Brooke Tapia

The Daughterless Collapse

In this way, a woman is an echo
Reverberating softly through an empty house
The almost-silence, palpable
A begging to be forgiven
Or forgotten

So as not to be ravaged
By the same hands that tear into
Overripe fruit,
Animalistic in their desperation
Unkempt fingernails in orange rinds
& the sour scent on your hands for days
So you feel untouchable
Knowing you’ve devastated something soft

Scene change, and it’s clinical
White walls and sterility
The womb of your unhinged anger
Still bursting with bleach

We are the products of untimely births
You may call us daughters
See: drought
Suffocating heat from the inside out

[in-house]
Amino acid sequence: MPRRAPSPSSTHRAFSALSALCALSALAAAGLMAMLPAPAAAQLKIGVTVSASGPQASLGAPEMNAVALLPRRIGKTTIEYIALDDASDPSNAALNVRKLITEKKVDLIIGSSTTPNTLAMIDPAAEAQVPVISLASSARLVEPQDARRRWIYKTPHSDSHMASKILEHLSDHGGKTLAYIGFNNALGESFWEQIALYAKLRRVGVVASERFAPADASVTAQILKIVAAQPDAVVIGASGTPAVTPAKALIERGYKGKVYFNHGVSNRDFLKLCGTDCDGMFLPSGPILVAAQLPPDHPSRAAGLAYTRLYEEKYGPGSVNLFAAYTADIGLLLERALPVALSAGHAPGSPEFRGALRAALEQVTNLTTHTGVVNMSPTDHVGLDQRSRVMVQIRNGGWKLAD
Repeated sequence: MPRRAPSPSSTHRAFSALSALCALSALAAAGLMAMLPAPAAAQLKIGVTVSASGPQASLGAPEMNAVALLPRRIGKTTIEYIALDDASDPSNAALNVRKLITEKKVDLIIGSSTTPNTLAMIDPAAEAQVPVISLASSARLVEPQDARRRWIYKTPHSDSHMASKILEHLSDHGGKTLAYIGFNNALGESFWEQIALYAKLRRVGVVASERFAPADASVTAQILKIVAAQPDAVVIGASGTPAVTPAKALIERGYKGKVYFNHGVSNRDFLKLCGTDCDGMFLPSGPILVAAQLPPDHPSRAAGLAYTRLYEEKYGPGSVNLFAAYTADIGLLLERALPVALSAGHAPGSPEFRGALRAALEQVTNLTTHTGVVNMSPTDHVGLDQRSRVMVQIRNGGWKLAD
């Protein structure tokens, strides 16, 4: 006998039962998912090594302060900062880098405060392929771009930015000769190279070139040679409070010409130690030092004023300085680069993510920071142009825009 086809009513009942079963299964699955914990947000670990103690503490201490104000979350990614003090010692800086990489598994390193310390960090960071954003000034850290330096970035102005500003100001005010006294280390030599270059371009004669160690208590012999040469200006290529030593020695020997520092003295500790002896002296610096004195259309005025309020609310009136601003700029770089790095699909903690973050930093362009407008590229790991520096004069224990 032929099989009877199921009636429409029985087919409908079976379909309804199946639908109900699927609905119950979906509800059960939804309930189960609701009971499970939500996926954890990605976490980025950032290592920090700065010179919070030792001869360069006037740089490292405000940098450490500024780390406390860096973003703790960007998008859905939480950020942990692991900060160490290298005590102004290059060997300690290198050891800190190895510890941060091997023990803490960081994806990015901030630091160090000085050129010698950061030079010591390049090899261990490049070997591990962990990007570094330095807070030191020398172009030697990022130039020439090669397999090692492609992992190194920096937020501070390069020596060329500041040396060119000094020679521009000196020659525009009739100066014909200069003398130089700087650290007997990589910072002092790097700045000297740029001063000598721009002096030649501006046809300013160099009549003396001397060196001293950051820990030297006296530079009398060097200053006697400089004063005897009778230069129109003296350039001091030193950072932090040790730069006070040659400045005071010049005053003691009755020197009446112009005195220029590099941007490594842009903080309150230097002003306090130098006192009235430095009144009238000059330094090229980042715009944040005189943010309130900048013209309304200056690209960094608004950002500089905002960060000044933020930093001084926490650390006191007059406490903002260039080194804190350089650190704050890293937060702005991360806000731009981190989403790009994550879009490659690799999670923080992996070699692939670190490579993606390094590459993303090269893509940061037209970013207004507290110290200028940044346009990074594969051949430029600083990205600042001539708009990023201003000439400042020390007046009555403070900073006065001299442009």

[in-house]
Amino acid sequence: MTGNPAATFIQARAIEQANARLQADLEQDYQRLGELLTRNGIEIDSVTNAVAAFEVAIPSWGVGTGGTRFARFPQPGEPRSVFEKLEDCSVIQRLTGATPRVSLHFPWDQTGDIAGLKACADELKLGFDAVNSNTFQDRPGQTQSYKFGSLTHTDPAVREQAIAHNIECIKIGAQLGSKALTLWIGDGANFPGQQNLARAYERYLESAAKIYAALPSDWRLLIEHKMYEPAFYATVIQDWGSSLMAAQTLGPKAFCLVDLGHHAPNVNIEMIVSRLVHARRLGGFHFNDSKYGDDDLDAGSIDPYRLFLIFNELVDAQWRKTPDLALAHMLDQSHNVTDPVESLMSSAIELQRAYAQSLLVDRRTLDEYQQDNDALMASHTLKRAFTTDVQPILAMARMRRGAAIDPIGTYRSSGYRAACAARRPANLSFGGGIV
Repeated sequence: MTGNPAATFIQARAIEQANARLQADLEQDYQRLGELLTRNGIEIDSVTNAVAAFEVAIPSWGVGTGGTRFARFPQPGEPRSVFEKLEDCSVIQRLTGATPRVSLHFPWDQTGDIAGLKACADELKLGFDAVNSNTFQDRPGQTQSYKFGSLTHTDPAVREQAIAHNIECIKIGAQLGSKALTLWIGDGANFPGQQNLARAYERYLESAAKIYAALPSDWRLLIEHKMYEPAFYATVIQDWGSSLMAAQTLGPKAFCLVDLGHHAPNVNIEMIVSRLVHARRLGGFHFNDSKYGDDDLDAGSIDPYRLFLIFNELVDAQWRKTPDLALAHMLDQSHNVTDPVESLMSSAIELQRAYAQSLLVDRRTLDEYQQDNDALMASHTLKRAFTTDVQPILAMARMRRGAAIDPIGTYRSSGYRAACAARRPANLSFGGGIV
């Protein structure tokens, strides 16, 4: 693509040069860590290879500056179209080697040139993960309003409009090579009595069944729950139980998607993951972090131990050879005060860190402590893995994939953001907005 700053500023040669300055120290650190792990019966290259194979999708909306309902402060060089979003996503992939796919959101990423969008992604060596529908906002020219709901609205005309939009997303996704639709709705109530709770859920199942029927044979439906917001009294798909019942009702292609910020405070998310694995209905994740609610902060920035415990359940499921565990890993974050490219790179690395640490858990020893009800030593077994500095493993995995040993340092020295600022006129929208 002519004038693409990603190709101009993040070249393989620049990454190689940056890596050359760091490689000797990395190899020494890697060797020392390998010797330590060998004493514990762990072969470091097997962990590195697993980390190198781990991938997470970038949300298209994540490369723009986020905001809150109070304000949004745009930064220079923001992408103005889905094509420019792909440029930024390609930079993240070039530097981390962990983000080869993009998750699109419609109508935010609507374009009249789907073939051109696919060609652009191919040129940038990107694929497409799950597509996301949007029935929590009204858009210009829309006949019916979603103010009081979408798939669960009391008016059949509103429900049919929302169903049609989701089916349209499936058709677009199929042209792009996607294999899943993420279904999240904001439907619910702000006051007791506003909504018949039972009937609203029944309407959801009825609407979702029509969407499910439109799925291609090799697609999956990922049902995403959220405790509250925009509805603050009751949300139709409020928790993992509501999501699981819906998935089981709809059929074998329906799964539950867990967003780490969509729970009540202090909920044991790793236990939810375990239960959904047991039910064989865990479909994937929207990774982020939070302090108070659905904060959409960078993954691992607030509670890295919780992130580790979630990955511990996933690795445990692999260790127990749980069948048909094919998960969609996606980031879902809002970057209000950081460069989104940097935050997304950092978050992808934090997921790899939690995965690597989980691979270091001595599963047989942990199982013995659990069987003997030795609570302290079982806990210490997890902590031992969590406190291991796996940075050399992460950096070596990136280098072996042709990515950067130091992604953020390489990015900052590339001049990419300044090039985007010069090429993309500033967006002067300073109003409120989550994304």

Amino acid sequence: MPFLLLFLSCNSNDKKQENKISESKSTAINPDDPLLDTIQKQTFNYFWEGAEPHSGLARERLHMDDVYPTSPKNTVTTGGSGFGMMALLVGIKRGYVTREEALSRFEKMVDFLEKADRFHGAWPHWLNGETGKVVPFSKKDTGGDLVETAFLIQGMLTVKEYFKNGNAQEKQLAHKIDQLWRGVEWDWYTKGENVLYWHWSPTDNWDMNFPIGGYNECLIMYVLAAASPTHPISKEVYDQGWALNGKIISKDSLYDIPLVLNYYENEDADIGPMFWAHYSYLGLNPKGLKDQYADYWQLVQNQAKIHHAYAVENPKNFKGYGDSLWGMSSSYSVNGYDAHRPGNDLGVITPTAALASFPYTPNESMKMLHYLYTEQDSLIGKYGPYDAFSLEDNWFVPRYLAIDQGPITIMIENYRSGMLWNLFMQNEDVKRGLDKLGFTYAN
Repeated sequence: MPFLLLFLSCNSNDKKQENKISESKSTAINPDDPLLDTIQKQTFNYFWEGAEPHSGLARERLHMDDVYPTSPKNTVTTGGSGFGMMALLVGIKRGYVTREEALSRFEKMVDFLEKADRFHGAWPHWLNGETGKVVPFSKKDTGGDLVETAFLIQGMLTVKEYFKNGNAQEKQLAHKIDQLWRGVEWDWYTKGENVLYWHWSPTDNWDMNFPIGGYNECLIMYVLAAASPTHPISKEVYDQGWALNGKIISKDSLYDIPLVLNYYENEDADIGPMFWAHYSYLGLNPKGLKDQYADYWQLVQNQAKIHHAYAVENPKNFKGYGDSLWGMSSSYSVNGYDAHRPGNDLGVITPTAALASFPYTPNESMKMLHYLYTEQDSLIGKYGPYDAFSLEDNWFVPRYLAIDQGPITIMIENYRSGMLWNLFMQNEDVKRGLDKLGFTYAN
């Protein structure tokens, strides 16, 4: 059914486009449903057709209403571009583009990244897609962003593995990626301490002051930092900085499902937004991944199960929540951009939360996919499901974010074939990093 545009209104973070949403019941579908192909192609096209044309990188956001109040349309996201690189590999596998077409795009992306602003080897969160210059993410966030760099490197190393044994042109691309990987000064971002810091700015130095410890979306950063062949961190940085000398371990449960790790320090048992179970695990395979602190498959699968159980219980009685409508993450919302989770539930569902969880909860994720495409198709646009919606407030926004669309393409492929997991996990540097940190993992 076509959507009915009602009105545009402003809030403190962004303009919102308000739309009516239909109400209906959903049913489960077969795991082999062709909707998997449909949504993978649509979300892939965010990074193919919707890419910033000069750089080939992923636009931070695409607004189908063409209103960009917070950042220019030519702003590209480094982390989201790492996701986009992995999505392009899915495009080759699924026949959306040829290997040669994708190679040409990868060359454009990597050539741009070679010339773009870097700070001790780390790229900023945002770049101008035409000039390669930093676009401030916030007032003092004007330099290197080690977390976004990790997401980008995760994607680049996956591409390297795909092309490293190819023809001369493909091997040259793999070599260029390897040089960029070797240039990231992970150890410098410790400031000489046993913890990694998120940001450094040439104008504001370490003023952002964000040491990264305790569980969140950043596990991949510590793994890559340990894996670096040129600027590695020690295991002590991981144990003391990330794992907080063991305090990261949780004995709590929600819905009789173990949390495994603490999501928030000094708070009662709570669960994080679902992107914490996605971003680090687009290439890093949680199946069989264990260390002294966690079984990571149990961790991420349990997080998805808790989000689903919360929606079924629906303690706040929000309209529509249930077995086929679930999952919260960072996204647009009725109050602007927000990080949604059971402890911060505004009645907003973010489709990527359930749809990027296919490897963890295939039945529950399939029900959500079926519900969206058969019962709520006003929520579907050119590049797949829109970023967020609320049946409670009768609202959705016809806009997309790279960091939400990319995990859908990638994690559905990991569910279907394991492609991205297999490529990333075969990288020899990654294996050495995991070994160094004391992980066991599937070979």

Because women don’t know how to half-love somebody
Haven’t given ourselves permission to unbury our fists
From the mouth of the river we call our father
Or gut the fish of our mother’s heart

The undoing starts with the underbelly
A slickness, a violence,
A festering wound of mistrust

Call it the daughterless collapse
The way your jaw aches, humanly
Body sallow and sunken in all the soft places

When’s the last time a father let anything be soft?

Or forgiving, like time
Softhearted in its transience
How it gives and gives
And never hurts

The liminality of daughterhood
Echoes through eighteen years
An unraveling hunger
The heredity of pain

How it hurts and hurts
And never gives

Brooke Tapia is a lesbian poet from Soldotna, Alaska. She is a first year, first-generation college student (entirely fueled by rage and caffeine) pursuing a Bachelor’s in English. If you’re reading this, this is her first publication.

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